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|1. Got The Shakes|
|2. Dust Motes|
|3. Tell Her I Said So|
|5. Rabbit Hole|
|6. Make For This City|
A more reflective, sonically spacious, Eno-assisted period followed, garnering them a further smattering of hits along the way and birthing explorative, ambient detours like 1994’s Wah Wah, although few would have been surprised when, after a brief, fin de siècle rally, Tim Booth and co knocked the band on the head in 2001. They re-emerged in 2007, as the likes of Coldplay and Elbow were wooing millions with versions of the same sensitive, agonised rock that James had patented a decade-and-half before, the very same millions who largely ignored their 2008, Hey Ma comeback album.
All of which almost brings us to The Morning After – actually the self-explanatory companion piece to a similar mini-album, The Night Before, released earlier this year. Comprising eight tracks and running to just over half-an-hour, it’s a crucible of stark arrangements, contemplative moods and subtle hooks; never earth-shattering yet consistently, discreetly affecting.
Opener Got the Shakes is a shimmering, almost bluesy slow-burn, while the ensuing Dust Motes is a tender caress; Larry Gott’s slide guitar and Tim Booth’s aerated falsetto vocal achieving luminous synergy over a simple piano figure; the lyrics nonetheless offering liberal doses of 5am existential angst ("There’s a vulture at the end of my bed / It thinks I’m dead"). While Rabbit Hole and Lookaway offer typically Jamesian mellifluousness, the nearest thing to an anthem here is Tell Her I Said So, an initially restrained disquisition on mortality built on icy, tremolo synths, basic indie-rock drums and Booth’s almost casual vocal that cedes to a Another Brick In the Wall-style kids’ choir intoning the mantra, "Here’s to a long life". It is, like much of The Morning After, unexpectedly poignant.--David Sheppard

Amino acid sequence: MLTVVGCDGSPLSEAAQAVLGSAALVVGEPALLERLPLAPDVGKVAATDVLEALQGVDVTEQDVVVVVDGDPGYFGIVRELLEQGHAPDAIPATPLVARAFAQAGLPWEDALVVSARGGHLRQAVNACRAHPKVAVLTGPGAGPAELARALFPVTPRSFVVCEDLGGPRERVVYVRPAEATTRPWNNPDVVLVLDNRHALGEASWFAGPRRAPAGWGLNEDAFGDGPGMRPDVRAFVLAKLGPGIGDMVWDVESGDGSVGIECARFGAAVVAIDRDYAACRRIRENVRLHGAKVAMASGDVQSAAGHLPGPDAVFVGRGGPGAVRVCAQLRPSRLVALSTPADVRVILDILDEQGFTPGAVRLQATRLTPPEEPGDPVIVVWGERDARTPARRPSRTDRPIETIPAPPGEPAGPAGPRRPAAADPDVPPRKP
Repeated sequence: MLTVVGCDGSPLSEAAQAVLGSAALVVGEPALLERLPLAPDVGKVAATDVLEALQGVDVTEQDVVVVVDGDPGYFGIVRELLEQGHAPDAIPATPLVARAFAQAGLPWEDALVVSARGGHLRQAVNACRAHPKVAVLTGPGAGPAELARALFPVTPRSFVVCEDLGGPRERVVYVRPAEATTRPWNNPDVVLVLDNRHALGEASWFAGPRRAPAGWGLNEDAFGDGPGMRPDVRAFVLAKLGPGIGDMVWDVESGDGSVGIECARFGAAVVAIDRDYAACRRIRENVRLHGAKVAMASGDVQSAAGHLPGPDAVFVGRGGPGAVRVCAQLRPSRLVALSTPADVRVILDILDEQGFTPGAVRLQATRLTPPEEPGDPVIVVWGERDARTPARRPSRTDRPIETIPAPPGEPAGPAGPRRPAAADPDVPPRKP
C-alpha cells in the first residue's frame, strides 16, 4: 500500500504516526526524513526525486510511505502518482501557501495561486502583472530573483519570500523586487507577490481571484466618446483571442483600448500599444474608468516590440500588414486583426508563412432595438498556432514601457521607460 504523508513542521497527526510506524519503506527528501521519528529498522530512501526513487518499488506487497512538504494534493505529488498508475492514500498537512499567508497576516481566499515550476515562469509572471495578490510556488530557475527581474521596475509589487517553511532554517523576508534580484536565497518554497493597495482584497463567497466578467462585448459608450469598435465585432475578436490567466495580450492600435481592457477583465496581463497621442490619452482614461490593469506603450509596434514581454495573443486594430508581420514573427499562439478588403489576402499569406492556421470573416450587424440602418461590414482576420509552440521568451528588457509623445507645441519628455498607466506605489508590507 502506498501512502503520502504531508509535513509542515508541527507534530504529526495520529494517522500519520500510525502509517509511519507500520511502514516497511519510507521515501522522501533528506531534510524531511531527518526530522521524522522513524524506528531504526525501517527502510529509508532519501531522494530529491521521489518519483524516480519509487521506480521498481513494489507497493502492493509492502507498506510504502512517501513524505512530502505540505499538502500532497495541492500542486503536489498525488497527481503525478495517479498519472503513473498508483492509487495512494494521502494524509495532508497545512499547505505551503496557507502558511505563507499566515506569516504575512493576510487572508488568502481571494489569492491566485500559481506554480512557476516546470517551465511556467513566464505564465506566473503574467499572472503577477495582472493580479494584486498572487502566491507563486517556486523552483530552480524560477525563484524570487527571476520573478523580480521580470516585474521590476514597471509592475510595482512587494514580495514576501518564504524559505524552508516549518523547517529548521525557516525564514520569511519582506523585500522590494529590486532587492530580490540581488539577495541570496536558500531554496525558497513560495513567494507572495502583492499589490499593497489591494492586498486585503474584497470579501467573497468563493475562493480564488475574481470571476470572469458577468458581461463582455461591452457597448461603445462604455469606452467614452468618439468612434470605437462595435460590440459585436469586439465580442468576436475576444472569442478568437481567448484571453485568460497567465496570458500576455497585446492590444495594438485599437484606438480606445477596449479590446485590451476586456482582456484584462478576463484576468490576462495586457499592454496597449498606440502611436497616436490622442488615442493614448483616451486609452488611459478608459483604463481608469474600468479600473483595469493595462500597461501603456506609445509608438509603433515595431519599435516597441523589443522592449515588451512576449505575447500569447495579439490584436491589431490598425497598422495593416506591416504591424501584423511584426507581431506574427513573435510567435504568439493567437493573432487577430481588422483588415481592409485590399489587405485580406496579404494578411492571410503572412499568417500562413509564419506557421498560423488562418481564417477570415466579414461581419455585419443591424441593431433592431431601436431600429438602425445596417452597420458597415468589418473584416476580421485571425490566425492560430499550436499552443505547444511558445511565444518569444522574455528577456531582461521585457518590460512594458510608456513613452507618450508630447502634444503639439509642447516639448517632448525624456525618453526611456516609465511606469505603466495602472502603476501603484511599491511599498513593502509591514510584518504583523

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Whilst maybe not one of the most immediate of their albums (ie: it's not Laid) this is a considered and gently sloping album full of rich textures and rhythmns. Read morePublished on 3 Jan. 2012 by Mr. M. Winters
An excellent album, from an excellent James. Plenty of sing-along moments, blended with tender lyrics and tunes - James at their best.Published on 12 Dec. 2010 by sarah48016
second part of james' two mini albums.the first alot more upbeat and this is extremely chilled.some blinding tracks take you right back to the days of LAID...fantasticPublished on 18 Nov. 2010 by westy